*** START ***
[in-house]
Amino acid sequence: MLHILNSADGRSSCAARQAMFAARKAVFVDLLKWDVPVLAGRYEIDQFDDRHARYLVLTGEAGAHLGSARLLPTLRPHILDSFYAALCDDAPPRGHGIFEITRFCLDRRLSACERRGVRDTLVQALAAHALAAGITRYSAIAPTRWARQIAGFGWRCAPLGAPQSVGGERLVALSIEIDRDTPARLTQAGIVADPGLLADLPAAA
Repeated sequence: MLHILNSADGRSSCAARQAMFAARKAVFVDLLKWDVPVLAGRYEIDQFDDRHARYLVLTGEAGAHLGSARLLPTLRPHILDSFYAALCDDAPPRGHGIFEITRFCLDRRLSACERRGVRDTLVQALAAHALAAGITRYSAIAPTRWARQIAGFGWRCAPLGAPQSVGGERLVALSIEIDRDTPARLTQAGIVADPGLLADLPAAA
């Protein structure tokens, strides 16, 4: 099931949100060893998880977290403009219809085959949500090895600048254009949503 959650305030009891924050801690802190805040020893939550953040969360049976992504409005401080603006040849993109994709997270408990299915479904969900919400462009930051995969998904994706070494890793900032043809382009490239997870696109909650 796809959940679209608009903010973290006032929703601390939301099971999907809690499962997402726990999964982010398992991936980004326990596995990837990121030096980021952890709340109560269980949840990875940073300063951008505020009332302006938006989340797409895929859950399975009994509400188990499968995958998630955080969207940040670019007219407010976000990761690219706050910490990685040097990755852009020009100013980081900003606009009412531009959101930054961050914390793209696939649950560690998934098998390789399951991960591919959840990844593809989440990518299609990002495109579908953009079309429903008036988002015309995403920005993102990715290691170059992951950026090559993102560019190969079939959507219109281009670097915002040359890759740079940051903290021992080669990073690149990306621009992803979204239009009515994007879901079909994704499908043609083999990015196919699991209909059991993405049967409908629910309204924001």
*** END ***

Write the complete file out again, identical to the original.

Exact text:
[in-house]
Amino acid sequence: MLHILNSADGRSSCAARQAMFAARKAVFVDLLKWDVPVLAGRYEIDQFDDRHARYLVLTGEAGAHLGSARLLPTLRPHILDSFYAALCDDAPPRGHGIFEITRFCLDRRLSACERRGVRDTLVQALAAHALAAGITRYSAIAPTRWARQIAGFGWRCAPLGAPQSVGGERLVALSIEIDRDTPARLTQAGIVADPGLLADLPAAA
Repeated sequence: MLHILNSADGRSSCAARQAMFAARKAVFVDLLKWDVPVLAGRYEIDQFDDRHARYLVLTGEAGAHLGSARLLPTLRPHILDSFYAALCDDAPPRGHGIFEITRFCLDRRLSACERRGVRDTLVQALAAHALAAGITRYSAIAPTRWARQIAGFGWRCAPLGAPQSVGGERLVALSIEIDRDTPARLTQAGIVADPGLLADLPAAA
């Protein structure tokens, strides 16, 4: 099931949100060893998880977290403009219809085959949500090895600048254009949503 959650305030009891924050801690802190805040020893939550953040969360049976992504409005401080603006040849993109994709997270408990299915479904969900919400462009930051995969998904994706070494890793900032043809382009490239997870696109909650 796809959940679209608009903010973290006032929703601390939301099971999907809690499962997402726990999964982010398992991936980004326990596995990837990121030096980021952890709340109560269980949840990875940073300063951008505020009332302006938006989340797409895929859950399975009994509400188990499968995958998630955080969207940040670019007219407010976000990761690219706050910490990685040097990755852009020009100013980081900003606009009412531009959101930054961050914390793209696939649950560690998934098998390789399951991960591919959840990844593809989440990518299609990002495109579908953009079309429903008036988002015309995403920005993102990715290691170059992951950026090559993102560019190969079939959507219109281009670097915002040359890759740079940051903290021992080669990073690149990306621009992803979204239009009515994007879901079909994704499908043609083999990015196919699991209909059991993405049967409908629910309204924001």